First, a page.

As a marketer, your job is to find the right use case for your brand, that perfect point where either visual search or search by camera can reduce friction in conversion flows.

Many case studies are centered around snap-to-shop. See an item you like in a friend’s home, at the office, or walking past you on the street? Computer vision takes you directly from picture to purchase.

But the applications of image recognition are only limited by your vision. Think bigger.

Branded billboards, magazines ads, product packaging, even your brick-and-mortar storefront displays all become directly actionable. Digitalization with snap-to-act via a camera phone offers more opportunities than QR codes on steroids.

If you run a marketplace website, you can use computer vision to classify products: Say a user wants to list a pair of shoes for sale. They simply snap a photo of the item. With that photo, you can automatically populate the fields for brand, color, category, subcategory, materials, etc., reducing the number of form fields to what is unique about this item, such as the price.

A travel company can offer snap-for-info on historical attractions, a museum on artworks, a healthy living app on calories in your lunch.

What about local SEO? Not only could computer vision show the rating or menu of your restaurant before the user walks inside, but you could put up a bus stop ad calling for hungry travelers to take a photo. The image triggers Google Maps, showing public transport directions to your restaurant. You can take the customer journey, quite literally. Tell them where to get off the bus.

And to build such functionality is relatively easy, because you don’t need to reinvent the wheel. There are many open-source image recognition APIs to help you leverage pre-trained image classifiers, or from which you can train your own:

  • Google Cloud Vision
  • Amazon Rekognition
  • IBM Watson
  • Salesforce Einstein
  • Slyce
  • Clarifai

Let’s make this actionable. You now know computer vision can greatly improve your user experience, conversion rate and sessions. To leverage this, you need to:

  1. Make your brand visual interactive through image recognition features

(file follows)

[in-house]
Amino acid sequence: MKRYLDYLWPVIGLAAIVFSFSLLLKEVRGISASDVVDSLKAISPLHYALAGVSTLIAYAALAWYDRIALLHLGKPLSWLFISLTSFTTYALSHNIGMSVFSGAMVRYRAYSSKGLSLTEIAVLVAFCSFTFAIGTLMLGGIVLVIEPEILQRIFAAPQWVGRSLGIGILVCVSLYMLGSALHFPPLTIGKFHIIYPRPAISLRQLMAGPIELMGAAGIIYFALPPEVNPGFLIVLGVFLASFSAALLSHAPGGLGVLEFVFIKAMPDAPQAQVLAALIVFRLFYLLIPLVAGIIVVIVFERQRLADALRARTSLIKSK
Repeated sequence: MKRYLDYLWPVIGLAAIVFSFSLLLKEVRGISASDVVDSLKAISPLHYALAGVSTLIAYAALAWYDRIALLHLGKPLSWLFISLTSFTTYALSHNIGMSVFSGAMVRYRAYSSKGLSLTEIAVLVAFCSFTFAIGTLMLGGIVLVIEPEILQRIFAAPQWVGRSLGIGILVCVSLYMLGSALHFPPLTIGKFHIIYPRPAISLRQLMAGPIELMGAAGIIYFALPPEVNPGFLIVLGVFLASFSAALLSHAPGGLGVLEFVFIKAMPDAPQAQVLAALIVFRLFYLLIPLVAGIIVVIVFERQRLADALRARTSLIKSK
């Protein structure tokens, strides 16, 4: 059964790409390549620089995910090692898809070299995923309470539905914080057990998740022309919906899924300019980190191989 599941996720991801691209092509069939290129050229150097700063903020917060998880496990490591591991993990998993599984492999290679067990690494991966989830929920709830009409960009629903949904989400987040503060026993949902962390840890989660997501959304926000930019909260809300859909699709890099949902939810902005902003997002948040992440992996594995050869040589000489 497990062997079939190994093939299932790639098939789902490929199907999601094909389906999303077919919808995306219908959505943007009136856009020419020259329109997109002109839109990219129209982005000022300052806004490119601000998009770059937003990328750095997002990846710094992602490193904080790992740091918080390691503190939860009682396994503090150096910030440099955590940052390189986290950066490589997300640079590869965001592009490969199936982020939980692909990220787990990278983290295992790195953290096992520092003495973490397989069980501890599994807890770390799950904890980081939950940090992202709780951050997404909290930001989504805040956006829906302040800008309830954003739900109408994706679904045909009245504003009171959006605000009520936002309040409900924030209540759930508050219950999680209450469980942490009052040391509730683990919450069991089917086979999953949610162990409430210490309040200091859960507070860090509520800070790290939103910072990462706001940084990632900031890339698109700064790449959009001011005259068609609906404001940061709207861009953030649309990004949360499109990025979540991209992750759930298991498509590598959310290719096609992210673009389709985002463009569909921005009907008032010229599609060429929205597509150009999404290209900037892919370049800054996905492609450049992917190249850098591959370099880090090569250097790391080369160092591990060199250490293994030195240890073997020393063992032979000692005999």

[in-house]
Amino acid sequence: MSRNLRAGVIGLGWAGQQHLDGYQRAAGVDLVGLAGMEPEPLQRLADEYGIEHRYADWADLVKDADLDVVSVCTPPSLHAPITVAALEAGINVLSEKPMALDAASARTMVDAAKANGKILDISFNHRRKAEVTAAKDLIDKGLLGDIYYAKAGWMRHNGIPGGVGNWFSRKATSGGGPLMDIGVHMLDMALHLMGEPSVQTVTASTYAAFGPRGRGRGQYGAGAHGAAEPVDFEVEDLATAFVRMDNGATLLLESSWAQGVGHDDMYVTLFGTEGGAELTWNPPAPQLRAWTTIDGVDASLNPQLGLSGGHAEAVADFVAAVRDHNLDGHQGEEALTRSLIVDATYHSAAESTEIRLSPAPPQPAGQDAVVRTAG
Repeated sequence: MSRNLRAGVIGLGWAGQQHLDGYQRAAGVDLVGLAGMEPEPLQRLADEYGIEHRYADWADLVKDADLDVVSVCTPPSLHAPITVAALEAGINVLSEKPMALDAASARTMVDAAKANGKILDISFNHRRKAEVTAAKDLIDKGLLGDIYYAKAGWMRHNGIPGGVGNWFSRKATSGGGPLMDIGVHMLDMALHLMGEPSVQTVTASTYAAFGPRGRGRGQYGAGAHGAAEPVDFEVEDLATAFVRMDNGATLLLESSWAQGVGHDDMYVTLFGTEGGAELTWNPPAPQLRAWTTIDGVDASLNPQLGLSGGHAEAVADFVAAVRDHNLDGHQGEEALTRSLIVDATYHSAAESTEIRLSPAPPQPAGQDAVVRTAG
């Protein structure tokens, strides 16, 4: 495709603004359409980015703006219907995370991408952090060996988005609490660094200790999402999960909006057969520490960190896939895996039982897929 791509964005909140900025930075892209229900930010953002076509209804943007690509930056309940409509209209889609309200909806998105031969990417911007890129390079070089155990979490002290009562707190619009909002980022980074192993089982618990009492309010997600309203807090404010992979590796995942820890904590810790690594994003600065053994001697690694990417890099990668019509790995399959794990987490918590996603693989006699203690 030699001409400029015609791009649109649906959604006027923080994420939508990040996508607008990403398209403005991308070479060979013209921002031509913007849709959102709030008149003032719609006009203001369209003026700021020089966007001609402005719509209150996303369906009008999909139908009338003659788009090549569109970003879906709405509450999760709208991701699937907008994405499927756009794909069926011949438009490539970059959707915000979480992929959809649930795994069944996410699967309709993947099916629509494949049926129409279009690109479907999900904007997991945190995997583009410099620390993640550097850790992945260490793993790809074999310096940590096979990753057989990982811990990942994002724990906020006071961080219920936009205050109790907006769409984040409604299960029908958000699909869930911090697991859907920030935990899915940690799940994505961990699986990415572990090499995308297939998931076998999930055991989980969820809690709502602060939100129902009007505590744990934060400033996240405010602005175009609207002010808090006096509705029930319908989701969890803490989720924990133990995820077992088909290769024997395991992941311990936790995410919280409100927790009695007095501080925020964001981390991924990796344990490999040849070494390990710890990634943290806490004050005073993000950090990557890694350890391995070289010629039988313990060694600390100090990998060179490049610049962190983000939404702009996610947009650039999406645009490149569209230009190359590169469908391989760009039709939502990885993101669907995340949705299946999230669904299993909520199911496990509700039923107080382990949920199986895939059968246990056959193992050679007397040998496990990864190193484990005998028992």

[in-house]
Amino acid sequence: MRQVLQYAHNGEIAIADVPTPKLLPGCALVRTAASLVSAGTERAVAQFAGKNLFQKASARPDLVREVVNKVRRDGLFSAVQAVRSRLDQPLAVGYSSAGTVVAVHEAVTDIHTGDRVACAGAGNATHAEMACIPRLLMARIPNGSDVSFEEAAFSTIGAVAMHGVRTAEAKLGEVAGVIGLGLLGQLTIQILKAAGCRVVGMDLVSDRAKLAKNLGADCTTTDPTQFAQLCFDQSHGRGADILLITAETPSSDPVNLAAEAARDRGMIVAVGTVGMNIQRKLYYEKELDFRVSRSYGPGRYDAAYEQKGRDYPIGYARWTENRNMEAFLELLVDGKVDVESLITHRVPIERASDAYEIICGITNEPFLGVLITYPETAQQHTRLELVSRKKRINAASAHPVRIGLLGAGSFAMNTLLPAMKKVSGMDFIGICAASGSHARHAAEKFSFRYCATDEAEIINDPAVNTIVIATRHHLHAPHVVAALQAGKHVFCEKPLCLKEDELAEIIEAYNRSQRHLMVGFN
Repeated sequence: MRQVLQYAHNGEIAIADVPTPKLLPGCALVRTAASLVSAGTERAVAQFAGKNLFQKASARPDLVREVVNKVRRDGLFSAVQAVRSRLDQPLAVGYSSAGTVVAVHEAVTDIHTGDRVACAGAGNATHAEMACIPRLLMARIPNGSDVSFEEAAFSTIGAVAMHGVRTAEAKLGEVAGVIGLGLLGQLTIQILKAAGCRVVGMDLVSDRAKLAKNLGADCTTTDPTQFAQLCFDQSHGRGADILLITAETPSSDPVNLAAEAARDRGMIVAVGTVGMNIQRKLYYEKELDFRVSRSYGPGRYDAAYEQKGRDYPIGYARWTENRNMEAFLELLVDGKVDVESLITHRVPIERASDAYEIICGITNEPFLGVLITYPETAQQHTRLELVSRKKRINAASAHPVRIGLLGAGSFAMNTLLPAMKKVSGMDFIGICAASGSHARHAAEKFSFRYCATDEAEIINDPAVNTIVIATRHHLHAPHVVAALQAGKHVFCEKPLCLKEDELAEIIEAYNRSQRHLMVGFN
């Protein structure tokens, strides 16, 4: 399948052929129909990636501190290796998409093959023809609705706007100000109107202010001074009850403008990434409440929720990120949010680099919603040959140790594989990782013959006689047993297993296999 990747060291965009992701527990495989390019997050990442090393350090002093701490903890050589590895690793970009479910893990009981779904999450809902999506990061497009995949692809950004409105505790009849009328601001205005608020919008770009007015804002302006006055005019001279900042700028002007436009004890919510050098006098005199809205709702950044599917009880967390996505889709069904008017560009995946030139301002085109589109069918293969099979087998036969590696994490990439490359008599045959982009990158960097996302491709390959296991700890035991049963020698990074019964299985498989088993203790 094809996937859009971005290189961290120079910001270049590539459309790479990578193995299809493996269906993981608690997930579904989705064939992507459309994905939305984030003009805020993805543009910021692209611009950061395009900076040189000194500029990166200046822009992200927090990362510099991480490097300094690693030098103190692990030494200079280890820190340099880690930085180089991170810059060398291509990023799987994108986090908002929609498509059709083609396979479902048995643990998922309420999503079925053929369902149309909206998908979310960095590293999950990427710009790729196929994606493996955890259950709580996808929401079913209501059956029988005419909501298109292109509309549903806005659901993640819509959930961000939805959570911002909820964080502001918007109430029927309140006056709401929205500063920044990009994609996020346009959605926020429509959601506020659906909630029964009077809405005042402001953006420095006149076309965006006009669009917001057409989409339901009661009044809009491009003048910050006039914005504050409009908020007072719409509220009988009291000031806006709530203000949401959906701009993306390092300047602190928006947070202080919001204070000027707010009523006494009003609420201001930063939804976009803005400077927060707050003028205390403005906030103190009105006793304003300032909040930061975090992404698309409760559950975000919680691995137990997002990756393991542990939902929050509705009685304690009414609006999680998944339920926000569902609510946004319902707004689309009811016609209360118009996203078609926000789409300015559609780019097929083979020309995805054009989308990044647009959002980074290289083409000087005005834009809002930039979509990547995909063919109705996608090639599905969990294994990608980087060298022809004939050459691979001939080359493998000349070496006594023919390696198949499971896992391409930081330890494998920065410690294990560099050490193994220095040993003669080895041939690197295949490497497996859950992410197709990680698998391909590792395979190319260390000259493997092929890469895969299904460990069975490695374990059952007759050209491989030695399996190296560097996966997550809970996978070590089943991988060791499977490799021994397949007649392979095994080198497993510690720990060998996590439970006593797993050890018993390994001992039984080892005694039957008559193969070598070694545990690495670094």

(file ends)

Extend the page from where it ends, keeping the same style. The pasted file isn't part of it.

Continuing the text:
2. Understand how consumers visually search for your products
  3. Optimize your content so it’s geared towards visual technology

Visual search is permeating online and camera search is becoming commonplace offline. Now is the time to outshine your competitors. Now is the time to understand the foundations of visual marketing. Both of these technologies are stepping stones that will lead the way to an augmented reality future.

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Email Testing: 7 tips from your peers for email conversion optimization

We recently asked the MarketingSherpa audience for tips on running effective email tests. Here are a few of the most helpful responses to consider as you start to develop an email testing program.
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How to drive conversion using a value proposition-focused testing strategy in email marketing

Value proposition is the maximized, optimized force of the perceived value that you are offering to potential customers. Many marketers, however, leave it on the website and forget about it in email. We’re busy testing this subject line or that, without any real strategy in mind.
A peer example in this blog post will show examples of how to formulate a testing strategy for every element of email marketing, giving you an advantage over the competition and driving conversion.

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Marketing 101: What is CRO (Conversion Rate Optimization)?

If you’re in advertising or marketing, it helps to have an understanding of what conversion rate optimization is. CRO can be a powerful tool to improve the success of every marketing campaign, initiative and website you work on.
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SearchCap: Bing Ads quality policy and conversion changes, Apple search ads & technical SEO

Below is what happened in search today, as reported on Search Engine Land and from other places across the web.

The post SearchCap: Bing Ads quality policy and conversion changes, Apple search ads & technical SEO appeared first on Search Engine Land.



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How "Message Match" Can Lift Conversion Rates by 212.74% [Case Study]

Posted by bsmarketer

Google offered to build a free mobile website for our past client. But rather than take them up on that very generous offer, they hired us to rebuild it for them (at about $ 20,000+ times Google’s initial estimate).

Smart or dumb?

The problem is that shoving an outdated legacy design onto a smaller screen won’t fix your problems. In fact, it’ll only amplify them. Instead, the trick is to zoom back out to the big picture. Then it’s a fairly straightforward process of:

  1. Figuring out who your customers are
  2. What they want
  3. And how they want it

That way, you can align all of the critical variables (thereby making your “messages match”) in order to improve their experience. Which, if done correctly, should also improve your bottom line; in the end, our client saw a 69.39% cost per conversion decrease with a 212.74% conversion rate lift.

Here’s how you can do the same.

How AdWords pricing works

AdWords is an auction. Kinda, sorta.

It’s an auction-based system where (typically) the highest bidder receives the best positions on the page. But that’s not always the case. It’s possible for someone to rank in the coveted 1–2 positions above you and actually pay less per click than you. (Not to mention convert those people at a higher percentage once they hit your site — but we’ll leave that until later.)

Any marketer worth their salt knows what’s coming up next.